Because its actual impact is still rather blurred, the euro brings up many questions among managers as well as gives rise to much marketing research. This paper aims specifically to assess and measure the impact of the euro on the consumer decision process.
This paper first expounds the theory that the currency changeover creates a cognitive and visual bias. Then it moves on to give experimental evidence with a sample of 800 real buyers that, in the French context, the euro currency creates a bias on the different stages of the decision process.
Analysis of covariance (ANCOVA) reveals that euro prices influence the treatment of price information, price perception and, to a more marginal extent, the perception of product value. Individual factors, such as increased experience with the euro, moderate judgmental bias strength.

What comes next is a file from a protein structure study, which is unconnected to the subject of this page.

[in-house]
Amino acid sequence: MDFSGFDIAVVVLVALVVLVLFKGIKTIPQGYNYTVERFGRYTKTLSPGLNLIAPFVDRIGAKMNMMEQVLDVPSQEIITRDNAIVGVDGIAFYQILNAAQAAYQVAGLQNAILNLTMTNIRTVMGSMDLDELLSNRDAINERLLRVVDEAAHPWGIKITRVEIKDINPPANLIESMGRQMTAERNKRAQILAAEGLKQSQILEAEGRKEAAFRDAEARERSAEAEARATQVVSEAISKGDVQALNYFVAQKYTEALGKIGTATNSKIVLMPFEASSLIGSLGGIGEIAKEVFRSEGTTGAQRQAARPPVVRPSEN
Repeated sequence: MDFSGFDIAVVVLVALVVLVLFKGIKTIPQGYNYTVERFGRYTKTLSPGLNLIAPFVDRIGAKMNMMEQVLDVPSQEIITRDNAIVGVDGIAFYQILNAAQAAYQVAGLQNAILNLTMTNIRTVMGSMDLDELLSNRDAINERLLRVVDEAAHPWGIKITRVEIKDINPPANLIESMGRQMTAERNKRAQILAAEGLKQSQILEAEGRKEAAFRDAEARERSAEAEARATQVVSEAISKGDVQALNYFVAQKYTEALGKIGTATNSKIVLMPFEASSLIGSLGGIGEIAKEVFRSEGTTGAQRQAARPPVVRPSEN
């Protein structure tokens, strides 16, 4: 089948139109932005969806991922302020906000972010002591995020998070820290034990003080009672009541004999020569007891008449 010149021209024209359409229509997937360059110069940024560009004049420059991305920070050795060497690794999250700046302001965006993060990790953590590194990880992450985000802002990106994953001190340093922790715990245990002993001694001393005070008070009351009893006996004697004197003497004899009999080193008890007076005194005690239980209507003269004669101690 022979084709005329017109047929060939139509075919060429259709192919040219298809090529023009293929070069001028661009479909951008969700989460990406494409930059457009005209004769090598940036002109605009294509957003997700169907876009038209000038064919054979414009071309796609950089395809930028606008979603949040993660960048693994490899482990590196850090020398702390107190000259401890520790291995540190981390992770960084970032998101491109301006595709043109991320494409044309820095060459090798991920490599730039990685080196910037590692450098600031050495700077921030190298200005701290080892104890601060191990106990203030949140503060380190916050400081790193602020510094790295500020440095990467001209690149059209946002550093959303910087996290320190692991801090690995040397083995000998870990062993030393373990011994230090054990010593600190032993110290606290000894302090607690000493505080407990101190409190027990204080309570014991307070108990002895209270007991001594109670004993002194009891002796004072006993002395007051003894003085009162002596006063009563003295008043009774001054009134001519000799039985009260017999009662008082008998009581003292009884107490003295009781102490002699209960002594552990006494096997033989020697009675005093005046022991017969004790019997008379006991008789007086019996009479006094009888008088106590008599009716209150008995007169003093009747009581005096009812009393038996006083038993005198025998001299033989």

The results bring out the face value effect of prices, which shows that when unsure of actual price value the consumers turn to nominal value as an anchor for evaluating prices. This paper identifies implications for retailers who have to watch both the overall price range of the items they offer and the price positioning of their own brands in euros and implications for public authorities who have to force consumers to replace price references in the old currency with references in euros.
This research brings out the “magical” or “illusory” effects of prices, while there is only very scant academic evidence available.
Gaston‐Breton, C. (2006), "The impact of the euro on the consumer decision process: theoretical explanation and empirical evidence", Journal of Product & Brand Management, Vol. 15 No. 4, pp. 272-279. https://doi.org/10.1108/10610420610679656Download as .RIS
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